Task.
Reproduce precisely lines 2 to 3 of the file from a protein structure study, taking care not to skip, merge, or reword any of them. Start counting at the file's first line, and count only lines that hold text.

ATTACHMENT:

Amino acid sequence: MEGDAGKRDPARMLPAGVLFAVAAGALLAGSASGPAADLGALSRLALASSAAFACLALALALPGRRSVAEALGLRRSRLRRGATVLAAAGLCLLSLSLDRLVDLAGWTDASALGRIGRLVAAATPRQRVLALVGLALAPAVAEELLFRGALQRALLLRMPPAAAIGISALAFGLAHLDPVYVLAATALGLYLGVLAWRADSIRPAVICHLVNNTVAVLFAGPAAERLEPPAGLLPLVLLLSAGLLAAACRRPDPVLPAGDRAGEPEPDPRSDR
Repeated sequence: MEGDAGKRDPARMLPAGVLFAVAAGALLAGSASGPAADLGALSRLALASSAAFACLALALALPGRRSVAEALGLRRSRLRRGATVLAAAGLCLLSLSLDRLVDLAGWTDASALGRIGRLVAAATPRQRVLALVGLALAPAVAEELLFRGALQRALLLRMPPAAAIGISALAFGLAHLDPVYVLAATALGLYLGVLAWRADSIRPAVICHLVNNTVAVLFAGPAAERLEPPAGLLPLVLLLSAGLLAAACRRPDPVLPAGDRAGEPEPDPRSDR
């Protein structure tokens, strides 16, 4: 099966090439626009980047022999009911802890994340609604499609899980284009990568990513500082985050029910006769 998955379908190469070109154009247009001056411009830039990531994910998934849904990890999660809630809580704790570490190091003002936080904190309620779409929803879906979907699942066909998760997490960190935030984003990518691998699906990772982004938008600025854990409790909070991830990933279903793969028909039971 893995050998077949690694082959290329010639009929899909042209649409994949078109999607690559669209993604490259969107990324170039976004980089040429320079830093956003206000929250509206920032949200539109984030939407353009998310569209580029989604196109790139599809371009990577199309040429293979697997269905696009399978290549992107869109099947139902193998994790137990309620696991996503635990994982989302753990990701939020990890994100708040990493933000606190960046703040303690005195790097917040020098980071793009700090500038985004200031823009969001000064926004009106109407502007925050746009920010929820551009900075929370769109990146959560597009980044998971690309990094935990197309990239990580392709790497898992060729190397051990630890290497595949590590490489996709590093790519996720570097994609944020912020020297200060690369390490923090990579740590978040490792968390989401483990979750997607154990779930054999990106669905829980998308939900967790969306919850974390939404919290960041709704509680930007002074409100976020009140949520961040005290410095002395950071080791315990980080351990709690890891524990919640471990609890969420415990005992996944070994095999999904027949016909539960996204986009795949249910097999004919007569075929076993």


Repeated sequence: MEGDAGKRDPARMLPAGVLFAVAAGALLAGSASGPAADLGALSRLALASSAAFACLALALALPGRRSVAEALGLRRSRLRRGATVLAAAGLCLLSLSLDRLVDLAGWTDASALGRIGRLVAAATPRQRVLALVGLALAPAVAEELLFRGALQRALLLRMPPAAAIGISALAFGLAHLDPVYVLAATALGLYLGVLAWRADSIRPAVICHLVNNTVAVLFAGPAAERLEPPAGLLPLVLLLSAGLLAAACRRPDPVLPAGDRAGEPEPDPRSDR
């Protein structure tokens, strides 16, 4: 099966090439626009980047022999009911802890994340609604499609899980284009990568990513500082985050029910006769 998955379908190469070109154009247009001056411009830039990531994910998934849904990890999660809630809580704790570490190091003002936080904190309620779409929803879906979907699942066909998760997490960190935030984003990518691998699906990772982004938008600025854990409790909070991830990933279903793969028909039971 893995050998077949690694082959290329010639009929899909042209649409994949078109999607690559669209993604490259969107990324170039976004980089040429320079830093956003206000929250509206920032949200539109984030939407353009998310569209580029989604196109790139599809371009990577199309040429293979697997269905696009399978290549992107869109099947139902193998994790137990309620696991996503635990994982989302753990990701939020990890994100708040990493933000606190960046703040303690005195790097917040020098980071793009700090500038985004200031823009969001000064926004009106109407502007925050746009920010929820551009900075929370769109990146959560597009980044998971690309990094935990197309990239990580392709790497898992060729190397051990630890290497595949590590490489996709590093790519996720570097994609944020912020020297200060690369390490923090990579740590978040490792968390989401483990979750997607154990779930054999990106669905829980998308939900967790969306919850974390939404919290960041709704509680930007002074409100976020009140949520961040005290410095002395950071080791315990980080351990709690890891524990919640471990609890969420415990005992996944070994095999999904027949016909539960996204986009795949249910097999004919007569075929076993």